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The issue with girls in Scouting

  

77 members have voted

  1. 1. The creation of additional BSA programs that would include girls, regardless if it is parallel or coed?

    • In favor
      30
    • Neutral
      18
    • Opposed
      22
  2. 2. Creating a parallel program for girls mirroring Cub Scouts & Boy Scouts

    • In favor
      25
    • Neutral
      21
    • Oppose
      24
  3. 3. Making Cub Scouts and Boys Scouts coed

    • In favor
      34
    • Neutral
      8
    • Oppose
      28


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I've been lurking around this forum for a while now, but with all the rattle around this topic for a while now, I decided to join and offer my (rather controversial perhaps) opinion on it.

 

In fact, IMHO, GSUSA ship is sinking. The question is how fast, some people say 5 years, others 20... But I do believe that GSUSA, due to it's mismanagement and constant alienation of core (scouting) membership in favor of glorified daycare and arts-and-crafts club. Troops are collapsing left and right and those that do not are usually very exclusive and nigh impossible to get in. There are some isolated islands here and there that still try, but they are few and dwindling in number.

 

The question is, what will happen if (or rather when) GSUSA folds. Suddenly, it's vast resources, active and passive will be up for grabs. And here is, IMHO crux of the matter with BSA. BSA leadership is afraid that GSUSA potential successor will take too much out of their book, while also making the whole thing co-ed or so-called family friendly. With that, they will suddenly have much more powerful competitor that will likely start to cut into their own membership. And for that, they are instead trying to be themselves the one who will tap into the vast free resources that collapse will leave behind. But only way to effectively do that, is if their core is co-ed or if venturing is expanded to such high point, that it will essentially become the coed BSA scouting.

 

Also, I could be wrong...

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@@Karolyne, welcome to the forums.

It seems that, numerically, BSA and GS/USA are on the same trajectory.

As far as resources go, there won't be much left as camps for both groups are being sold off to pay for professionals.

They already have coed competitors, none have "cracked the code."

 

The one thing that any youth movement needs: youth willing to commit to it. Those are getting harder to find.

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There are not enough volunteers to have segregated dens and/or troops.

 

So true.  That's why I believe a co-ed version is the only one possible.  Similarly, I don't think there are enough adults to "understand" a different parallel program.  It would need to be the same requirements, structure, etc.  We could not manage two different sets of requirements and program content.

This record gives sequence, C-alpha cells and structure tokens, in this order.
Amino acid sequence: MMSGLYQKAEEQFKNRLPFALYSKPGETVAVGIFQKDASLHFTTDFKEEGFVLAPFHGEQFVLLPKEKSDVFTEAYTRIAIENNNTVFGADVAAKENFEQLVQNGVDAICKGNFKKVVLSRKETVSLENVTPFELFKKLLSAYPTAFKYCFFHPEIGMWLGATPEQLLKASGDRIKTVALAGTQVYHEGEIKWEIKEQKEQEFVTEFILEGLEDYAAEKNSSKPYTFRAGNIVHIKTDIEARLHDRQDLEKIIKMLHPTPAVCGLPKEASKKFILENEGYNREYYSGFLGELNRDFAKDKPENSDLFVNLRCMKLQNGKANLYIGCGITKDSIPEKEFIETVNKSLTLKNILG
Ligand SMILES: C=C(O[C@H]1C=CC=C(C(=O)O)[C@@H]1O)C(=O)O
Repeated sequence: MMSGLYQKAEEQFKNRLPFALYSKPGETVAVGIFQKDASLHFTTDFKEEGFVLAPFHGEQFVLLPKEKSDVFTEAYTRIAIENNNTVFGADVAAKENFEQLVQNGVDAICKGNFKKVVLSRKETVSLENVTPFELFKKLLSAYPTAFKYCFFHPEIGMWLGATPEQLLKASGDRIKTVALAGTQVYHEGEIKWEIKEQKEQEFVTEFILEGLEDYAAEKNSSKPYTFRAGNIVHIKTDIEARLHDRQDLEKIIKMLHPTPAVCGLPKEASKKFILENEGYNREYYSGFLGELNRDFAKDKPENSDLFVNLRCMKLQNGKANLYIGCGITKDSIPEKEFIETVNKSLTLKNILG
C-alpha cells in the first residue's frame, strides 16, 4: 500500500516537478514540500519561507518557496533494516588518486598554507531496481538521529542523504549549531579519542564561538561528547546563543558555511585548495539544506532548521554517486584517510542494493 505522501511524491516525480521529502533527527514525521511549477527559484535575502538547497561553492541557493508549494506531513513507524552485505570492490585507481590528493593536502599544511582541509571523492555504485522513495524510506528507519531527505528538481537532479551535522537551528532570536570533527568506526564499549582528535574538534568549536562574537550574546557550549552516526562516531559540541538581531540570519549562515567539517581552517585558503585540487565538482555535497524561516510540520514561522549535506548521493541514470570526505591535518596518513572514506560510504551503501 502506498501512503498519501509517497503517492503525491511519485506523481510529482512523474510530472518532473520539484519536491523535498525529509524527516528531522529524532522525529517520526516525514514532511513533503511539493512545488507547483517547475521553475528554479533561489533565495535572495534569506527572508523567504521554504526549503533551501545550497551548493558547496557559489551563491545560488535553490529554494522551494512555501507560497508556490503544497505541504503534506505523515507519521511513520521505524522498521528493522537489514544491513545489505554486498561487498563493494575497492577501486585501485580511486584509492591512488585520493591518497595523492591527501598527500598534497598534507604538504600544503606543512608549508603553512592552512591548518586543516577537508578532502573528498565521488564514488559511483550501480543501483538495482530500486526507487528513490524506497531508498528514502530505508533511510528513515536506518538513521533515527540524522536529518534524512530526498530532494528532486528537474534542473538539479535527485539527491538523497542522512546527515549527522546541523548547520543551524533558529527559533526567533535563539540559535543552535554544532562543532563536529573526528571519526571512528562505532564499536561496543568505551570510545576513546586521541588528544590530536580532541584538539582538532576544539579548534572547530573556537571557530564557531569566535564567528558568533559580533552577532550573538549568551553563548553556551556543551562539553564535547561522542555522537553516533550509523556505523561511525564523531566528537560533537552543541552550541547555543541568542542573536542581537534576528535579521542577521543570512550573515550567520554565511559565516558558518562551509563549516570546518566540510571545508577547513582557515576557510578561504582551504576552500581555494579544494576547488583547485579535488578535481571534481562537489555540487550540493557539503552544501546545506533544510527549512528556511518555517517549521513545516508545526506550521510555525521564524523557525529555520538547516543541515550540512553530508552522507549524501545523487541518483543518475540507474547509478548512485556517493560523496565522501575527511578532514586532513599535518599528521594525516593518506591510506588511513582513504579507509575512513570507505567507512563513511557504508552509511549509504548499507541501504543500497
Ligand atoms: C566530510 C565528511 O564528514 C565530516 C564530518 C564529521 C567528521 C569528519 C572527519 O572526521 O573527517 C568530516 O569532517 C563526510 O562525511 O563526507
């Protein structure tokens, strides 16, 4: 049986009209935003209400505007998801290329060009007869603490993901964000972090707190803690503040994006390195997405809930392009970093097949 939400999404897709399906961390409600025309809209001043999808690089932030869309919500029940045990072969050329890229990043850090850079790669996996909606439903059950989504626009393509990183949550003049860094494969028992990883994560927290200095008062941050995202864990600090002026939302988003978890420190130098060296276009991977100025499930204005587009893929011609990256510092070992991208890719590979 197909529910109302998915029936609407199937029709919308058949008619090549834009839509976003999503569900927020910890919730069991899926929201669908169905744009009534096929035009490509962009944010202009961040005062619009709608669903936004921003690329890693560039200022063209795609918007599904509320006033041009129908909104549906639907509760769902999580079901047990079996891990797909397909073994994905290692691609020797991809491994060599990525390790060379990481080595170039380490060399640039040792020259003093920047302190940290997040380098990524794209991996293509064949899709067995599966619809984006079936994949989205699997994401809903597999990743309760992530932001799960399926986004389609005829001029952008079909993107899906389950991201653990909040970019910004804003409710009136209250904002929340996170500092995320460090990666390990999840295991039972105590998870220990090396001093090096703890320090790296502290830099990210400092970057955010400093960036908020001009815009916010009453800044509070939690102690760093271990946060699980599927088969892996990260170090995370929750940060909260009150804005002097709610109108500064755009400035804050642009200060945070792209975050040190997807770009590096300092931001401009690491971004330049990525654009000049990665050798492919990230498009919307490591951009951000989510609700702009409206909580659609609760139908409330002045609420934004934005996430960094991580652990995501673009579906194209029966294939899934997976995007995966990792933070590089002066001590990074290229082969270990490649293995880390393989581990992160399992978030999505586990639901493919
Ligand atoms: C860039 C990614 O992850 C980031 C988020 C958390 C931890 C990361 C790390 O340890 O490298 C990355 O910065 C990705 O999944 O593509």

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Wow. I have not read that the membership increase would go entirely to pay for liability insurance.

 

BSA did not respond to questions about the ongoing lawsuits, but documents indicate that costs related to these cases may be one reason why BSA is beefing up its insurance reserves by making some changes to increase revenue. The organization recently announced that it would be increasing annual membership fees from $24 to $33 beginning in December. An email to area participants from the Glacier’s Edge Council, a BSA unit that encompasses parts of Wisconsin and Illinois, explained why:

 

The Boy Scouts of America has seen a dramatic increase in liability lawsuits which has decreased our movement’s financial position by between $40 to $50 million annually since 2010. An increase in the annual membership fee is required to financially stabilize our movement. All of the funds generated from the increase will go directly to the National BSA General Liability Insurance Fund.

Edited by RememberSchiff

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The Boy Scouts of America has seen a dramatic increase in liability lawsuits which has decreased our movement’s financial position by between $40 to $50 million annually since 2010. An increase in the annual membership fee is required to financially stabilize our movement. All of the funds generated from the increase will go directly to the National BSA General Liability Insurance Fund.

Crikey! How big are the reserves? Are BSA about to be litigated out of existence?

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Wow. I have not read that the membership increase would go entirely to pay for liability insurance.

Annual reports ... financial statements ... the juice is in the footnotes (so I teach my Sunday School kids).

 

Crikey! How big are the reserves? Are BSA about to be litigated out of existence?

Not just BSA ... every youth organization in the US faces aggressive litigation on a number of fronts. BSA is merely the whale by virtue of its large membership, reach across multiple communities, prolonged activities in isolated locations, and meticulous record-keeping back in an era when there was no authority on exactly how to handle incidents.

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